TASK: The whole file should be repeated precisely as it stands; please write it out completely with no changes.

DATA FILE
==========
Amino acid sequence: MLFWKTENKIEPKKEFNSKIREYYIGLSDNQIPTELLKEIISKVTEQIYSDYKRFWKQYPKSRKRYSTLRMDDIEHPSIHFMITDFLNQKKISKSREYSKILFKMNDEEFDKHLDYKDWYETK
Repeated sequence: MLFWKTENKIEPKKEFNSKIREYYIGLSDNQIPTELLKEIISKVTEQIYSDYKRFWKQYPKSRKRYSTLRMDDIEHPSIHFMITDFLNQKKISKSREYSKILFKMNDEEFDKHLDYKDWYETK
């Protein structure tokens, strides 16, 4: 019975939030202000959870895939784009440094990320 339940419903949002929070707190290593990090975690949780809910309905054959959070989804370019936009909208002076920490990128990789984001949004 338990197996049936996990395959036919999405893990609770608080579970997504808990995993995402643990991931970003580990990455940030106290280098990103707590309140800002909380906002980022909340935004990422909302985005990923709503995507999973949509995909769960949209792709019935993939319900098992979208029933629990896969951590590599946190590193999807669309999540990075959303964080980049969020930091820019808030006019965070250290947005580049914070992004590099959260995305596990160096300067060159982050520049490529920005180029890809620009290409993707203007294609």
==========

Amino acid sequence: MLFWKTENKIEPKKEFNSKIREYYIGLSDNQIPTELLKEIISKVTEQIYSDYKRFWKQYPKSRKRYSTLRMDDIEHPSIHFMITDFLNQKKISKSREYSKILFKMNDEEFDKHLDYKDWYETK
Repeated sequence: MLFWKTENKIEPKKEFNSKIREYYIGLSDNQIPTELLKEIISKVTEQIYSDYKRFWKQYPKSRKRYSTLRMDDIEHPSIHFMITDFLNQKKISKSREYSKILFKMNDEEFDKHLDYKDWYETK
């Protein structure tokens, strides 16, 4: 019975939030202000959870895939784009440094990320 339940419903949002929070707190290593990090975690949780809910309905054959959070989804370019936009909208002076920490990128990789984001949004 338990197996049936996990395959036919999405893990609770608080579970997504808990995993995402643990991931970003580990990455940030106290280098990103707590309140800002909380906002980022909340935004990422909302985005990923709503995507999973949509995909769960949209792709019935993939319900098992979208029933629990896969951590590599946190590193999807669309999540990075959303964080980049969020930091820019808030006019965070250290947005580049914070992004590099959260995305596990160096300067060159982050520049490529920005180029890809620009290409993707203007294609």